How to find the equation of the tangent to the parabola $y = x^2$ at the point (-2, 4)?

This question is from George Simmons' Calc with Analytic Geometry. This is how I solved it, but I can't find the two points that satisfy this equation:

\begin{align} \text{At Point P(-2,4):} \hspace{30pt} y &= x^2 \\ \frac{dy}{dx} &= 2x^{2-1} \\ &= 2x = \text{Slope at P.} \end{align}

Now, the equation for any straight line is also satisfied for the tangent:

\begin{align} y - y_0 &= m(x - x_0) \\ \implies y - y_0 &= 2x (x - x_0) \\ \text{For point P, } x_0 &= -2 \text{ and } y_0 = 4 \\ \implies y - 4 &= 2x(x+2)\\ \implies y - 4 &= 2x^2 + 4x\\ \implies y &= 2x^2 + 4x +4\\ \end{align}

This is where the problem occurs. If I were to try to solve for $y$ using: $$y = ax^2+bx+c \implies y = \frac{-b \pm \sqrt{b^2 - 4ac}}{2a}$$

I'd get:

\begin{align} y &= 2x^2+4x+4 \text{ and, at x-intercept: }\\ x &= \frac{-4 \pm \sqrt{4^2 - (4\times2\times4)}}{2\times2} \\ x &= \frac{-4 \pm \sqrt{16 - 32}}{4} \\ x &= \frac{-4 \pm 4i}{4} \\ x &= -1 \pm i \end{align}

Is this the correct direction, or did I do something wrong?

• $m$ here should be the slope at $(-2,4)$ which is $f'(-2) = 2\cdot -2 = -4$ and not '$2x$' – Guido A. Apr 19 '18 at 5:07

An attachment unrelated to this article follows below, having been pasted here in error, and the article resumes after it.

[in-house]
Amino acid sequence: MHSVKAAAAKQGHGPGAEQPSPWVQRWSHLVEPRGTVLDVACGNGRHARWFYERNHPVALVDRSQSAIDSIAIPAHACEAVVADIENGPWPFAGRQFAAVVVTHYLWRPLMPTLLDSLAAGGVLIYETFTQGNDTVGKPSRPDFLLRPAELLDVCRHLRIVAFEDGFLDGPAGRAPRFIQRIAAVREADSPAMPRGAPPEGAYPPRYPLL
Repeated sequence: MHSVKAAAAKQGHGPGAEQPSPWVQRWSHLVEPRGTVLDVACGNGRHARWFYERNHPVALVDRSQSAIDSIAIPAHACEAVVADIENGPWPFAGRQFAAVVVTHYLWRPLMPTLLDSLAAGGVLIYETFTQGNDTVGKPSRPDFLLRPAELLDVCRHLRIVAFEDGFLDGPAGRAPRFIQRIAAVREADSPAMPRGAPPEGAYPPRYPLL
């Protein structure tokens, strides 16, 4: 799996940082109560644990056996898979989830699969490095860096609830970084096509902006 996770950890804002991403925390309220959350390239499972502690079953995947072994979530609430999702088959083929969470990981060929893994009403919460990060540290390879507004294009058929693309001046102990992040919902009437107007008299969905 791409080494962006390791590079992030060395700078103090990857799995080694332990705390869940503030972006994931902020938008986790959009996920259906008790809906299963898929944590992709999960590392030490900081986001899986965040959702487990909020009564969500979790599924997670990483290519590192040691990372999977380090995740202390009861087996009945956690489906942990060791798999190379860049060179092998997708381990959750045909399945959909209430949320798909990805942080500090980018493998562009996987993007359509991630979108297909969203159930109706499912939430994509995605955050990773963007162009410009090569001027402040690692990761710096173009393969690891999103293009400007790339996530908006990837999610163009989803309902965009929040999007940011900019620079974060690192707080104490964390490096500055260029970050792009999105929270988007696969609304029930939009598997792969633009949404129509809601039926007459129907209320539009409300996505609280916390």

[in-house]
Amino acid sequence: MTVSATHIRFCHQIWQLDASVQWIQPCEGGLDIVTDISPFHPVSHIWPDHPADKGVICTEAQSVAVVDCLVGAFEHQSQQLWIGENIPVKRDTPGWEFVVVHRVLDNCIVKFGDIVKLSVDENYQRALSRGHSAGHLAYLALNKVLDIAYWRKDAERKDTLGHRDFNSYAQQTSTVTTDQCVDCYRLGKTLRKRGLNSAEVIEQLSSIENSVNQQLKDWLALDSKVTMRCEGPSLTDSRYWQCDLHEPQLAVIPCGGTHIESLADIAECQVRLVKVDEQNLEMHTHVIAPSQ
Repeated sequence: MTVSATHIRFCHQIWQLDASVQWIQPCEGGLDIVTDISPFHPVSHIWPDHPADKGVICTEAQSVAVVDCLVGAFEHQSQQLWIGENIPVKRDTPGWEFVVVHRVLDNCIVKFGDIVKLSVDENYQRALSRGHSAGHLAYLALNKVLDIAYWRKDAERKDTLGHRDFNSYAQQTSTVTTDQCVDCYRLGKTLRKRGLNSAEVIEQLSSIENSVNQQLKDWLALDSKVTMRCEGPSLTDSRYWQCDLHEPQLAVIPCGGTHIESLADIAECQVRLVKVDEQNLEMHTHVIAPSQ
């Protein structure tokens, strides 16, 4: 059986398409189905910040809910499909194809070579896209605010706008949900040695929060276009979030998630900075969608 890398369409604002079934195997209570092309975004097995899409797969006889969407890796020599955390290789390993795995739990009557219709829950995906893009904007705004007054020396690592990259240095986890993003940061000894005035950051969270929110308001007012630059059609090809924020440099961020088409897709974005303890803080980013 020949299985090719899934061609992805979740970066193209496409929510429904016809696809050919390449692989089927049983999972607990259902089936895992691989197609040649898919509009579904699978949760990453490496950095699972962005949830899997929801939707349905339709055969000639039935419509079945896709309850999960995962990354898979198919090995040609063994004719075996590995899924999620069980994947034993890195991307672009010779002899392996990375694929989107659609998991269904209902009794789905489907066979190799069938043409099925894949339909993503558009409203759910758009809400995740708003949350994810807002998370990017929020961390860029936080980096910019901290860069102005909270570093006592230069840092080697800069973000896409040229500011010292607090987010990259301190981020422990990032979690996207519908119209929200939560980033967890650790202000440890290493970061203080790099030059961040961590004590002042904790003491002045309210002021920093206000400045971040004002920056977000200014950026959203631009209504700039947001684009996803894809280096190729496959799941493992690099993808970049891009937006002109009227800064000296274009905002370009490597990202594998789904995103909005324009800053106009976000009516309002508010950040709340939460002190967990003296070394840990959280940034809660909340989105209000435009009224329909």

Notice in your first lines of reasoning at the point $P(-2,4)$ that is when $x=-2$, the slope of the tangent line at the point is

$$\frac{d}{dx} (x^2) \bigg|_{x=-2} = 2x \bigg|_{x=-2} = -4$$

Thus, we have $m=-4$ and given the point one has

$$y - 4 = -4(x+2)$$

• Aah, so basically the equation for the tangent should've been : $y - y_0 = 2x_0 (x - x_0)$, right? – Somenath Sinha Apr 19 '18 at 5:15
• yes my friend.. – James Apr 19 '18 at 5:16

The derivative of the function $f(x)$ is the slope of the tangent line at that particular value of $x$. Meaning when you differentiate $f(x)=x^2$, the tangent line at that value is at $x=-2$ so$$f'(2)=-4$$Therefore you're tangent line is actually

$$y-4=-4(x+2)$$

The others did point out your error, so I will just add the way I'd do it:
The tangent line we are looking for is in the form of $$g(x)=ax+b$$ for the function $$f(x)=x^2$$ at $x=-2$. We know that their derivate and their value most be equal at the given point, so we have that $$a=2*(-2)=-4$$ and $$(-2)^2=-4(-2)+b$$ $$4=8+b$$ $$b=-4$$ So the eqution for the tangent line is $$y=-4x-4$$ I like this method because I do not need to remember to the equation of the line through a given point.

You need a point and a slope. The point is $(2,4)$ and the slope is $y'(2)=4.$

Thus the equation is $$y-4=4(x-2)$$ or $$y=4x-4$$